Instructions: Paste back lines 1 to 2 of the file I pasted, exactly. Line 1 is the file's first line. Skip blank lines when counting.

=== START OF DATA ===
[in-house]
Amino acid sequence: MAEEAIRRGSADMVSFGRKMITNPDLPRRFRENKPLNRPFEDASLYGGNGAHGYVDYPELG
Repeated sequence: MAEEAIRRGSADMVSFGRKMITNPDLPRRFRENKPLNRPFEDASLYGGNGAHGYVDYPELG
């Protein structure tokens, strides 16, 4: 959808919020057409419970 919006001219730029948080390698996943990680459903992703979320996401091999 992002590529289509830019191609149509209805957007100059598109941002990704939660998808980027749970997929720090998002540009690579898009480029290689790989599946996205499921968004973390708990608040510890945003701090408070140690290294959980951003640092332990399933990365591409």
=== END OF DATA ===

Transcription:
[in-house]
Amino acid sequence: MAEEAIRRGSADMVSFGRKMITNPDLPRRFRENKPLNRPFEDASLYGGNGAHGYVDYPELG